Who doesn’t love a good compliance officer salary survey? Recruiting firm Barker Gilmore just published its 2023 report, finding that average total compensation for compliance officers is running about $320,000 these days, up 8 percent from last year’s figures.
Barker Gilmore published its report earlier this week, based on a survey of 500 compliance professionals — a blend of chief compliance officers and lower-level compliance executives, at both public and private companies. The report also offers comparisons between genders, those who have law degrees versus those who don’t, and even a breakdown of compensation depending on how many direct reports you have. So if you’re looking for a raise or want a better sense of whether your next potential employer is low-balling you, the Barker Gilmore report is well worth your time.
Let’s begin with the whole group. Total compensation for all compliance professionals who responded to the survey rose 8 percent, to an average of $320,000 — but as happens so often in life, the more senior compliance executives saw larger pay increases than the peons. See Figure 1, below.
The report also tracked average total compensation across seven industries. The sector with the biggest gain was industrial manufacturing, up 7 percent; with the consumer and technology sectors close behind at 6 percent. Even all the other sectors, however, saw average compensation increase at least 4 percent. That’s not quite enough to keep pace with the nosebleed inflation we all saw in 2022, but it’s not chump change either.
Another interesting factoid: most compliance officers said their job searches are not primarily motivated by wanting to make more money; see Figure 2, below.
That feels right to me. My theory (with no empirical evidence to support it, but based on years of experience and observation) is that most compliance officers already make good money, so they’re not in dire need of more. Of course, more money is always nice, but the primary complaints I hear from compliance officers are about bad bosses, lack of promotion opportunities, or corporate bureaucracies that drive them crazy. Those are the things that make compliance officers decamp for greener pastures.
The Value of Legal Experience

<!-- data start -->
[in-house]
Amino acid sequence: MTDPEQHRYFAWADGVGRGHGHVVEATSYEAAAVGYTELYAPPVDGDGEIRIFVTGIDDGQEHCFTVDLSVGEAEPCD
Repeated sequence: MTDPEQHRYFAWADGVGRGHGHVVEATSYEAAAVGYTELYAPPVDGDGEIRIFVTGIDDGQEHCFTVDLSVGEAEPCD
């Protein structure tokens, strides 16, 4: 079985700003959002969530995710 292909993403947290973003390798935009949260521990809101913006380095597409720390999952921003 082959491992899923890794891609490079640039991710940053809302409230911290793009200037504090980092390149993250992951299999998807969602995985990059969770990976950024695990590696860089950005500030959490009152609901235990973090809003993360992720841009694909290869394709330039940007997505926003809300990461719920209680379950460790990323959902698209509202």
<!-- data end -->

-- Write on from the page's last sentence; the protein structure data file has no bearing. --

Barker Gilmore also found that compliance professionals with a JD tend to make more, and sometimes considerably more, than their peers who don’t have a JD.
For example, chief compliance officers at publicly traded companies who had a JD had average total compensation of $588,000 last year. For CCOs without a JD, average total compensation was only $348,000. Lower-level compliance officers at public companies saw a similar gap: average total compensation of $347,000 for those with a JD, versus $242,000 for those without.
Moreover, that salary premium for having a JD also hinges on which law school you attended, and whether you worked at a prestige law firm. For example, all compliance officers with JDs make more than those without one (about 15 percent more, according to Barker Gilmore) — but that spread widens to 56 percent for those who attended a top 50 law school. Likewise, compliance officers with law firm experience had average total compensation about 25 percent larger than compliance officers with no firm experience; but among those who worked at a top 50 law firm, the gap was 62 percent more. See Figure 3, below.
These statistics intrigue me because for many years people have debated whether you really need a law degree for a successful compliance career. I say no; I’ve met plenty of compliance leaders over the years who’ve done great things and had solid careers without one.
On the other hand, this salary survey suggests that a compensation premium does exist for compliance officers with a JD and law firm experience. So what does a mid-career professional do, when he or she discovers that they have a passion for compliance but there’s no earthly way they’re going to step aside from the workforce for three years and drop at least $100,000 for a JD?
Can you bridge the difference with one of those master’s in legal and compliance studies that so many law schools offer now? Or maybe one of the many compliance certifications offered by the Society of Corporate Compliance & Ethics and other groups?
Are We Compensating Here?
I dwell on this issue so much because if boards, CEOs, and general counsels fixate on the idea that chief compliance officers must have JDs, eventually that’s going to act as a brake on the career development for legions of budding compliance officers.
After all, as I noted earlier, most people who go to law school do so relatively early in life. If the hiring gods then tell everyone over 35, “Oh, sorry, you missed your window to get a JD so you’ll never rise to the top of this profession” — that strikes me as tremendously counter-productive, and a disservice to all the great compliance thinkers out there who didn’t have the foresight to take the LSAT at age 22.
I understand that the great JD debate has many nuances, and obviously those people who attend top schools and work at the most rigorous law firms tend to be smarter and therefore earn more money. Still, there are plenty of other smart, industrious people out there who can bring fantastic skills to the ethics and compliance profession, even (and probably especially) at the leadership level.
I hope Corporate America is smart enough not to keep those people trapped underneath yet another glass ceiling. The world has enough of those already.